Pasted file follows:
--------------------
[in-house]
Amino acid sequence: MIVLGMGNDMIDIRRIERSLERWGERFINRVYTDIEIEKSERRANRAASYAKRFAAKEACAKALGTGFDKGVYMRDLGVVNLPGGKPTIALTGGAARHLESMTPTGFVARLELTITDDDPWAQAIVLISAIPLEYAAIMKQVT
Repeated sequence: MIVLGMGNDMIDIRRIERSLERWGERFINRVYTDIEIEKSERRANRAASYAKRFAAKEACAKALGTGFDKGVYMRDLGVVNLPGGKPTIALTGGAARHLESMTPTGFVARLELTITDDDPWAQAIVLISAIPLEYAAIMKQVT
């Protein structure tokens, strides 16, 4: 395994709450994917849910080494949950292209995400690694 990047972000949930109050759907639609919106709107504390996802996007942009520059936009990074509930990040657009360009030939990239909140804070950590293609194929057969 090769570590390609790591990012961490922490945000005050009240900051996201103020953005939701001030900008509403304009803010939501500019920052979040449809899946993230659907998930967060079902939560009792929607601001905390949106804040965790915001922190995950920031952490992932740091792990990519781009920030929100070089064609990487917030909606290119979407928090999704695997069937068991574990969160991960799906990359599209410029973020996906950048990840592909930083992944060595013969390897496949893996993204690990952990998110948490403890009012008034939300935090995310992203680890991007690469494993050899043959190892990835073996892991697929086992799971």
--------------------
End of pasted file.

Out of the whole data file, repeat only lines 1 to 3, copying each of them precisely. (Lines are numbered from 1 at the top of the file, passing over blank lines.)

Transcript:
[in-house]
Amino acid sequence: MIVLGMGNDMIDIRRIERSLERWGERFINRVYTDIEIEKSERRANRAASYAKRFAAKEACAKALGTGFDKGVYMRDLGVVNLPGGKPTIALTGGAARHLESMTPTGFVARLELTITDDDPWAQAIVLISAIPLEYAAIMKQVT
Repeated sequence: MIVLGMGNDMIDIRRIERSLERWGERFINRVYTDIEIEKSERRANRAASYAKRFAAKEACAKALGTGFDKGVYMRDLGVVNLPGGKPTIALTGGAARHLESMTPTGFVARLELTITDDDPWAQAIVLISAIPLEYAAIMKQVT